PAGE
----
I have not tried all of the various sandboxing utilities. My experience is limited to Jetico personal firewall. It was a bear to use. Somewhere on this site there is a thread that indicates SSM requires a lot of user intervention so it also seems quite likely that it could wind up misconfigured. It is easy for a nontechnical user to mess up many of the popular firewalls by giving permission to something they do not understand, even with something as easy as ZA free.

    It just boils down to a cost benefit analysis. It is a lot of effort for the average person set up sandboxing or tight outbound application control. The resulting improvement in security over a good AV and either a NAT or the XP firewall is not that great in practice, no matter how wonderful it looks in theory. And I repeat, effectiveness of AV's is being greatly underestimated by many advocates of sandboxing and outbound application control, even if not ignored by some. Anyone is about 1000 times more likely to suffer a financial loss due to phishing than from some malware that is both undetectible by an AV and uses any of the techniques considered to be a firewall leak.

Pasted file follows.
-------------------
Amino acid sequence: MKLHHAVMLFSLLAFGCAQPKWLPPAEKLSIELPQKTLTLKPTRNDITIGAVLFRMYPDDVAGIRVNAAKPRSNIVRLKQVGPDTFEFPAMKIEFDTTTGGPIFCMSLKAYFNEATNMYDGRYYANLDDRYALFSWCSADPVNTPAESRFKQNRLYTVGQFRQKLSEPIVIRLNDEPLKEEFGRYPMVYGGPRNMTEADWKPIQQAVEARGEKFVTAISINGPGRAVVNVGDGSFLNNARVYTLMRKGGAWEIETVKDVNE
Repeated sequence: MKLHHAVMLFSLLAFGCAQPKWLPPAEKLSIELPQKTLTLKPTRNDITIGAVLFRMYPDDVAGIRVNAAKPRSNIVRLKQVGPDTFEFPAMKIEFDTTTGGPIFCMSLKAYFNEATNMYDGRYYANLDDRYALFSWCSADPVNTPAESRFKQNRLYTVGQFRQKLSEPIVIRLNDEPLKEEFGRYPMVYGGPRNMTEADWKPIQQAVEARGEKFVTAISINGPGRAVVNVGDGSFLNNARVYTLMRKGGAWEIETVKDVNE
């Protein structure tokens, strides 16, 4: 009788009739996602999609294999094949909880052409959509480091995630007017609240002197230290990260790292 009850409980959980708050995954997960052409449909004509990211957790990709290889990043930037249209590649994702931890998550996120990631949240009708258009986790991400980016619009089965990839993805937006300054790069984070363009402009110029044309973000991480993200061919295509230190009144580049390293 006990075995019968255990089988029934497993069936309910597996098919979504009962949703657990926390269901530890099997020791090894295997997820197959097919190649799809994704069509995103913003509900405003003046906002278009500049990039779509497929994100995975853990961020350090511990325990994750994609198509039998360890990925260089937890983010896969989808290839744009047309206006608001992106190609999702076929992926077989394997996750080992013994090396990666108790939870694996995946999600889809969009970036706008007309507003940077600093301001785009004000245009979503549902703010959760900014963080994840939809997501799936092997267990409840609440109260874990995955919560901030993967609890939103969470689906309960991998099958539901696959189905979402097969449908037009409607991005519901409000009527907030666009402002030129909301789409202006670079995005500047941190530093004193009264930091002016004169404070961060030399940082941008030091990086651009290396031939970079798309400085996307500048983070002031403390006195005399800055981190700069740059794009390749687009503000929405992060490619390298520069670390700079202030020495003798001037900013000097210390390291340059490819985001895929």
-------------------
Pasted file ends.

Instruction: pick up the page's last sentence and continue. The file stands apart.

16. Kerodo

    Kerodo Registered Member

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    I was using Tiny Firewall here for the last few weeks and it's great for sandboxing and not a bad firewall either. All in one package. It CAN take a long time to configure everything if you want to get into all the available details, something which I didn't even do to any great extent. But if that's what you're looking for, then Tiny is perhaps the best solution. After a while, I found that it was overkill for my needs. I started to get annoyed when it was always stopping legitimate code injection and other system accesses. I probably could have configured everything to work as I wanted, but it would take quite a bit of work. I've since switched back to a more reasonable firewall that gets the firewalling job done without all the sandboxing. I'm using Outpost Pro right now...